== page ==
While Inuit-led initiatives such as the Alaskan Inuit Food Security Conceptual Framework by the Inuit Circumpolar Council Alaska have identified the importance of Inuit fermentation practices for communities, scientific publications on Inuit fermented meats thus far have primarily emphasized potential safety concerns for foodborne illness, including those caused by certain clostridia species[20,21]. Raw and fermented walrus, seal, caribou, and whale were the most commonly-reported traditional foods tied to foodborne illness[20,21] and in particular, walrus consumption was primarily associated with botulism and trichinosis among Canadian Inuit populations. To understand and prevent foodborne illness from fermented meats, a holistic approach is needed. For example, botulism is associated with igunaq consumption, but has only been observed when it is not properly prepared[21,23]. In one study, the causative agent of trichinosis in the Arctic Trichinella nativa from fermented walrus, igunaq, was found to be rendered non-infective, while larvae from non-fermented walrus were infective. A different study on a different species of Trichinella (T. patagoniensis) found larvae to be infective for several weeks in decomposing meat under different environmental conditions. These studies as well as the experiences from the current projects shows us that we lack an understanding of the interplay between fermented foods and food-borne parasites in the Arctic.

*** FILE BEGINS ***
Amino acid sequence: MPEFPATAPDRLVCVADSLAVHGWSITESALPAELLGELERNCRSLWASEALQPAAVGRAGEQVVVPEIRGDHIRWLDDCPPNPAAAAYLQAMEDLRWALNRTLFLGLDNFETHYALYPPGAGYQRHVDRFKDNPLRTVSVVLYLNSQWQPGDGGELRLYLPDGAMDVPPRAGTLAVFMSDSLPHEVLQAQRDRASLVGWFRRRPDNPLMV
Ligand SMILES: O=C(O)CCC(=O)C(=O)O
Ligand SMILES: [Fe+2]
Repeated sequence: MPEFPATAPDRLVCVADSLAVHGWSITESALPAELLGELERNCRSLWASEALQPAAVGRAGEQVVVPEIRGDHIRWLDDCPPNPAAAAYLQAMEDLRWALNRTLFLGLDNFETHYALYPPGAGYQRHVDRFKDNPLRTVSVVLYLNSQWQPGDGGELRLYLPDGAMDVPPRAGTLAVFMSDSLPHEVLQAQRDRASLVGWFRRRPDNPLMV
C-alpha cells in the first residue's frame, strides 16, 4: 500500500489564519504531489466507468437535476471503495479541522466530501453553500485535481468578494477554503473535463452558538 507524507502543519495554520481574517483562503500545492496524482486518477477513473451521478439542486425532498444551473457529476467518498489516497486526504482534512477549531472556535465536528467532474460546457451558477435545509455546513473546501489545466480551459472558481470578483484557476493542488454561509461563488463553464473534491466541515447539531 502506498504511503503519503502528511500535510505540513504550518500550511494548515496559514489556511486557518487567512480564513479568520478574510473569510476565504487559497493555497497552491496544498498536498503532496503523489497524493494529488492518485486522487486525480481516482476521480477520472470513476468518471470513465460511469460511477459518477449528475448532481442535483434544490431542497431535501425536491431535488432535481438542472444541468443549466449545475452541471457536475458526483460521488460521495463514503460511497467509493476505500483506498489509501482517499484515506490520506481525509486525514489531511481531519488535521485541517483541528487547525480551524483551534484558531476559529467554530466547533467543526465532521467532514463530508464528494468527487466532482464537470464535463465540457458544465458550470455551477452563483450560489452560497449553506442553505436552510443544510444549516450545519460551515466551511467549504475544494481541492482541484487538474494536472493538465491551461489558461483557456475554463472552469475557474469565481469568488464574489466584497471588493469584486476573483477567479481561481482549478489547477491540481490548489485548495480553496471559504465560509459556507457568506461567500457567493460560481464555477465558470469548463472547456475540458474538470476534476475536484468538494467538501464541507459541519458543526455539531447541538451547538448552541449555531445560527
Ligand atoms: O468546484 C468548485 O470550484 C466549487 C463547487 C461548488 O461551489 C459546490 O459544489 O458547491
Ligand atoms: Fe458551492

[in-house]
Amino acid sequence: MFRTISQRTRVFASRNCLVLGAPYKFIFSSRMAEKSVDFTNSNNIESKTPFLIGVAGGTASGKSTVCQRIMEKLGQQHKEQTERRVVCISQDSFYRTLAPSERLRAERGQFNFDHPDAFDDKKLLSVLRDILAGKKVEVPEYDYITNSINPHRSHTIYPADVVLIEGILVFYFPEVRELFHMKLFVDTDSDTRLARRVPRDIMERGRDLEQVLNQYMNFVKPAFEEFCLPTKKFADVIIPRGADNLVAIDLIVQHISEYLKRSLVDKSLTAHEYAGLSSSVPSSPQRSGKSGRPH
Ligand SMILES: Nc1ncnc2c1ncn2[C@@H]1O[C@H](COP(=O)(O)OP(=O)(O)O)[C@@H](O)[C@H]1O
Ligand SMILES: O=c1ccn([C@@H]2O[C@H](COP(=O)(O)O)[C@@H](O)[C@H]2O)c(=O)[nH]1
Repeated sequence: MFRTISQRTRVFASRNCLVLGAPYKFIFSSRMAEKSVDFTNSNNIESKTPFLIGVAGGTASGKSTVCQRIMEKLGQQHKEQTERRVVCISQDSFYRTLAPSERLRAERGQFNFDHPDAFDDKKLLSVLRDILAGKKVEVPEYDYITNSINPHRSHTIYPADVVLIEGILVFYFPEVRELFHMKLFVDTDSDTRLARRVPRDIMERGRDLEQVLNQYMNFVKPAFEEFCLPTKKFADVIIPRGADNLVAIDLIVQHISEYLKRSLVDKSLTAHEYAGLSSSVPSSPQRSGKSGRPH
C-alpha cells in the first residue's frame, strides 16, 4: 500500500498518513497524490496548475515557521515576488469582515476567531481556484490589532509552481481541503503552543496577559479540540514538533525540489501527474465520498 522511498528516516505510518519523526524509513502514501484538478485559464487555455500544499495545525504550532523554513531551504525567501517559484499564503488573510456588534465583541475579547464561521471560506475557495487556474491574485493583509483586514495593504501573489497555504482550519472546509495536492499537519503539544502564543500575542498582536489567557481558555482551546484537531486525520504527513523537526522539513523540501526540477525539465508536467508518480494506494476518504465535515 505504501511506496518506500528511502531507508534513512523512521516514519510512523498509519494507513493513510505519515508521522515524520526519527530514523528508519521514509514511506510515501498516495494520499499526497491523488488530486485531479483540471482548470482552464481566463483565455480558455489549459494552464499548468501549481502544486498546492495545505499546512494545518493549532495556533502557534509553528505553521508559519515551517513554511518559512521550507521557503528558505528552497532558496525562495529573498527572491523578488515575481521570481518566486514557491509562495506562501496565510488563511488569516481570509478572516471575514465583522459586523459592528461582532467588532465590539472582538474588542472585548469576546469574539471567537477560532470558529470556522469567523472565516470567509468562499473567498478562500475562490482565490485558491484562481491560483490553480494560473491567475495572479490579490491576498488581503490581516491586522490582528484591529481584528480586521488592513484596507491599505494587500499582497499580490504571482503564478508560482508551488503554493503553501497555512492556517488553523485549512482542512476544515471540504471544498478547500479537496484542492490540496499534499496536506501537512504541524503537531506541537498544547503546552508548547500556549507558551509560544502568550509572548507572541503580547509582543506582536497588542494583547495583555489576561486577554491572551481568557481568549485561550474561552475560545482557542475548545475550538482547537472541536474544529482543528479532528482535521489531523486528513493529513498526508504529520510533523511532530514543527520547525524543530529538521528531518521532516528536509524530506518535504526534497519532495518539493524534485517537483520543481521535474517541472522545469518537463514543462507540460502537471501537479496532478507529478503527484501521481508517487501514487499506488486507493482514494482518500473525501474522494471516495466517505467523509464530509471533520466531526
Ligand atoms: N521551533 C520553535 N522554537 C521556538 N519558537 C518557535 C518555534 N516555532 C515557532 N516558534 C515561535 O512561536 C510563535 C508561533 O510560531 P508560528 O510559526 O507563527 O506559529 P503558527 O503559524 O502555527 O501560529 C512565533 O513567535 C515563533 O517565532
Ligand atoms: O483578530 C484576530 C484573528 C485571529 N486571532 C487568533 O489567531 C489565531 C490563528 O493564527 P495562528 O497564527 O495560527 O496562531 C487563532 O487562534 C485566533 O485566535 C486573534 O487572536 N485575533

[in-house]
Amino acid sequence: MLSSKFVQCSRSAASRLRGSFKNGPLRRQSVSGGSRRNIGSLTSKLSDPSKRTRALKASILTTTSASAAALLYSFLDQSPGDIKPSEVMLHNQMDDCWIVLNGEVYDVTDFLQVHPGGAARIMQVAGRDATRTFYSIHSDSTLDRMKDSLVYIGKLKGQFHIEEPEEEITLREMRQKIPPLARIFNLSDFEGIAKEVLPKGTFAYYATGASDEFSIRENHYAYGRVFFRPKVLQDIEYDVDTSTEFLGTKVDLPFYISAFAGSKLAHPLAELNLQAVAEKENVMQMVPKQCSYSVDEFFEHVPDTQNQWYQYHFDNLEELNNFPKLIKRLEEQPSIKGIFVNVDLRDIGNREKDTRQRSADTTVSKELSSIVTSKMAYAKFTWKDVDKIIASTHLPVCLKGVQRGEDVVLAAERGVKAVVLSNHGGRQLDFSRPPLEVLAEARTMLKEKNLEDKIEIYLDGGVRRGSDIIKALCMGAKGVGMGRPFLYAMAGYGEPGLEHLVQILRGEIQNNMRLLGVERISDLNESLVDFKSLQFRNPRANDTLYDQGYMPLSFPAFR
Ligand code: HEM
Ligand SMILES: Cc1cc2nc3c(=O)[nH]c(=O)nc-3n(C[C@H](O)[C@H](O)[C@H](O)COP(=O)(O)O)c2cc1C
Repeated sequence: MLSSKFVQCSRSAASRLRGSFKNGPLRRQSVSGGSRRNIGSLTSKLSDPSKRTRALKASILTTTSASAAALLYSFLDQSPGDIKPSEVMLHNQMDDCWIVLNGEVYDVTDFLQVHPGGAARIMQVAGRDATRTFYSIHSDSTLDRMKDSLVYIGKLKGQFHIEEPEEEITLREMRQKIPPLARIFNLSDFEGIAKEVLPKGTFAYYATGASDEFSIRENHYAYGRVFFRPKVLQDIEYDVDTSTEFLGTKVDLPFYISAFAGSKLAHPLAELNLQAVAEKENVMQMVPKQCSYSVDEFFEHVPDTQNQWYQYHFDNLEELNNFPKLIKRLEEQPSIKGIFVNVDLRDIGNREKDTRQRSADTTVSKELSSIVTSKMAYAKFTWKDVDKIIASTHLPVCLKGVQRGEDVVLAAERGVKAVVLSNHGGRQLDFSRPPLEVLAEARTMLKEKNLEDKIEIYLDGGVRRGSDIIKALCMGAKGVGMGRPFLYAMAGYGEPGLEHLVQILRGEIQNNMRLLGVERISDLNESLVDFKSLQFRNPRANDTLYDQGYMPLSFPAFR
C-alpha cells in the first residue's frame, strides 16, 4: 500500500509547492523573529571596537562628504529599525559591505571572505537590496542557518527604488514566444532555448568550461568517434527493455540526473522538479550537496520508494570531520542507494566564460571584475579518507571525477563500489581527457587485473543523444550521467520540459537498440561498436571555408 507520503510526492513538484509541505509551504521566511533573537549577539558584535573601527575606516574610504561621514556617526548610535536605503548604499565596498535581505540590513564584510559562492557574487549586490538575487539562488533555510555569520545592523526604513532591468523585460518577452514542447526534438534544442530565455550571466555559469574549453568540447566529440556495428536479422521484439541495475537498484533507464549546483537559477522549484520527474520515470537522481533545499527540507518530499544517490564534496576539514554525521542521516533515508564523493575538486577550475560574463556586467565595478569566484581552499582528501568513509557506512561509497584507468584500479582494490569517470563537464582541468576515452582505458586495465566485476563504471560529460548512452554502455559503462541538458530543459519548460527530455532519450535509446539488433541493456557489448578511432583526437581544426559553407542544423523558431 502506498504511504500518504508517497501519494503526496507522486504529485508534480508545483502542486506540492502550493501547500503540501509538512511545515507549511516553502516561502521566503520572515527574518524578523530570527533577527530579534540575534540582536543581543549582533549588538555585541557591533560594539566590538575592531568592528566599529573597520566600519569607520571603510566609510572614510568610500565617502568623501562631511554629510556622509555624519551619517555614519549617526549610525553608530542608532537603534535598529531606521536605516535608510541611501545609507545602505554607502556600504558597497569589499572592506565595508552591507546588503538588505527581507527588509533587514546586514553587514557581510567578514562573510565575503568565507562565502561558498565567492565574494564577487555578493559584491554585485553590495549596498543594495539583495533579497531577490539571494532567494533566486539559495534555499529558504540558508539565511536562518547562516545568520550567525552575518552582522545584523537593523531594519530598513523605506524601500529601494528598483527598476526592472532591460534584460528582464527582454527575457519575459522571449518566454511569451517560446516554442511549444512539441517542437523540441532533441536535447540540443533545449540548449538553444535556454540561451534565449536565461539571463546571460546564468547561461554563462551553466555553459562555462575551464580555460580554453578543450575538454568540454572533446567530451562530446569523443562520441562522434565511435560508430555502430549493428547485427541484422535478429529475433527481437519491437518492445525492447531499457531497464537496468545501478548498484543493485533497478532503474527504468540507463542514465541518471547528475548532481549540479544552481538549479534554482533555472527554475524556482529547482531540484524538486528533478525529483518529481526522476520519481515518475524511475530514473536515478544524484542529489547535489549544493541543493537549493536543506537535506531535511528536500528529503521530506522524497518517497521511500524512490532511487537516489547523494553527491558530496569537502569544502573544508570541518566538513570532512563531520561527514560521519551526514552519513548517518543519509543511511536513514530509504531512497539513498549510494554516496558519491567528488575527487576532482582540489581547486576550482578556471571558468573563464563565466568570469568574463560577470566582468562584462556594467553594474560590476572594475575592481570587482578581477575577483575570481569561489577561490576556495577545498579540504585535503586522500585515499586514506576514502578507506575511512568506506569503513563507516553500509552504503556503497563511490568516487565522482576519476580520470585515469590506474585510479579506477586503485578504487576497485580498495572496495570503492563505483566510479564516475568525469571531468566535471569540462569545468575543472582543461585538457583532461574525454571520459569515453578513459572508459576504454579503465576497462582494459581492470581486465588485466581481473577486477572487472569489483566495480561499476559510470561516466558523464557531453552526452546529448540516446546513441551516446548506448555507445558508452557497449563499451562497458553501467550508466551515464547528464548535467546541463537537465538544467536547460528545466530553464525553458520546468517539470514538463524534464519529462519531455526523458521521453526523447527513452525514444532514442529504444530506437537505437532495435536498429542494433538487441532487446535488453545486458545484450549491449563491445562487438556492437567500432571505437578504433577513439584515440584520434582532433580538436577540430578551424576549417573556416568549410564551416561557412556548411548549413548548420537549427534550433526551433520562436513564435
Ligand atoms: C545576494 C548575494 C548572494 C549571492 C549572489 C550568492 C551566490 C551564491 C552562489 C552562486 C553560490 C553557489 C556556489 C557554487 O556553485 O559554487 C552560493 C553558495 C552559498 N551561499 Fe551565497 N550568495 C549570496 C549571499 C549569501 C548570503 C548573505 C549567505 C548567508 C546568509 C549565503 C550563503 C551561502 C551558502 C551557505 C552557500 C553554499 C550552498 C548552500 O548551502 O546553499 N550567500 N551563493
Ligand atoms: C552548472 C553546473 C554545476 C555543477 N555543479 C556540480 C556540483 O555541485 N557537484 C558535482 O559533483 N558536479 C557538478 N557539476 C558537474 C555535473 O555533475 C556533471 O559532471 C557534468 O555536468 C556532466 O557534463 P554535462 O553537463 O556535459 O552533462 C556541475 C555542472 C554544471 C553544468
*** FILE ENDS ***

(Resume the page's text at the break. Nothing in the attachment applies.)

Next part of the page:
This emphasis on food safety neglects to consider the fact that these foods have been and continue to be dietary staples consumed by Inuit without adverse health effects. The production of these foods may actually increase food safety. Perception of food safety risk is contrary to the increasing appreciation that fermented foods in general are beneficial for human health. Although the health benefits of fermented foods are best understood for those foods made using lactic acid bacteria, this view is biased towards foods more frequently represented in the scientific literature. While the mechanistic basis for how fermented foods support human health beyond basic nutrition remains to be fully understood, there is evidence that fermented food consumption alters the human gut microbiome (for example, see Ref.). Moreover, the intake of fermented foods containing viable microorganisms may support human health. Fermented foods that do not have a microbial inactivation step (e.g., pasteurization or filtration) may account for the ingestion of 108 to 1011 microorganisms per day[27,30]. These ingested microbes may transiently constitute greater than 0.1% of the bacteria in the digestive tract. Such numbers have prompted broader inquiries on the potentially far-reaching ways in which consuming live microorganisms improve human health. Thus, our findings lead us to acknowledge that there is a scientific knowledge-gap around fermentation of animal-sourced foods, where emphasis has previously been on potential food safety issues rather than how those foods and the large number of microorganisms they contain have benefited and continue to benefit Inuit. Our investigation broadens the diversity of microorganisms known to be consumed safely in human diets, and opens new opportunities to appreciate and understand the importance of commensal microorganisms in food production and potentially even in the prevention of non-communicable diseases. In order to further explore this new diversity of food-fermenting microorganisms, the employment of metagenomic approaches that allow for strain-level detection is recommended. Optimally, well-planned and comprehensive sampling schemes followed by high-coverage shotgun sequencing and whole-genome assembly of high-quality metagenome-assembled genomes will allow an assessment of the diversity within fermenting Clostridium species, potentially pointing towards species with yet unrecognized capacities. Collaborative research with Inuit, centering Inuit knowledge, and including metabolomic and metatranscriptomic data, are also key to new studies to reveal connections to nutritional and beneficial health properties.